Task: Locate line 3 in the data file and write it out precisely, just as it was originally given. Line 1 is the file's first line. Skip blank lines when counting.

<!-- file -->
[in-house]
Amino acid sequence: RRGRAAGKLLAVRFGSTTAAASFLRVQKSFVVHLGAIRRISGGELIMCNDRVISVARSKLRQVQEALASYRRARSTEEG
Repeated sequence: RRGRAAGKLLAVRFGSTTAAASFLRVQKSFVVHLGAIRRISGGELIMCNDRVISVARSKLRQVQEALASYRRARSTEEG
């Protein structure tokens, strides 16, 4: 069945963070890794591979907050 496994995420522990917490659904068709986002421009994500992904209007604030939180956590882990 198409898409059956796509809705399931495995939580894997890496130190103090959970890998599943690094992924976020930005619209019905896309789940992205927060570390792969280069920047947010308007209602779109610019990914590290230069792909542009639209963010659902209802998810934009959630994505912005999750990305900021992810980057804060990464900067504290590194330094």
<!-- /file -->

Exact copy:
Repeated sequence: RRGRAAGKLLAVRFGSTTAAASFLRVQKSFVVHLGAIRRISGGELIMCNDRVISVARSKLRQVQEALASYRRARSTEEG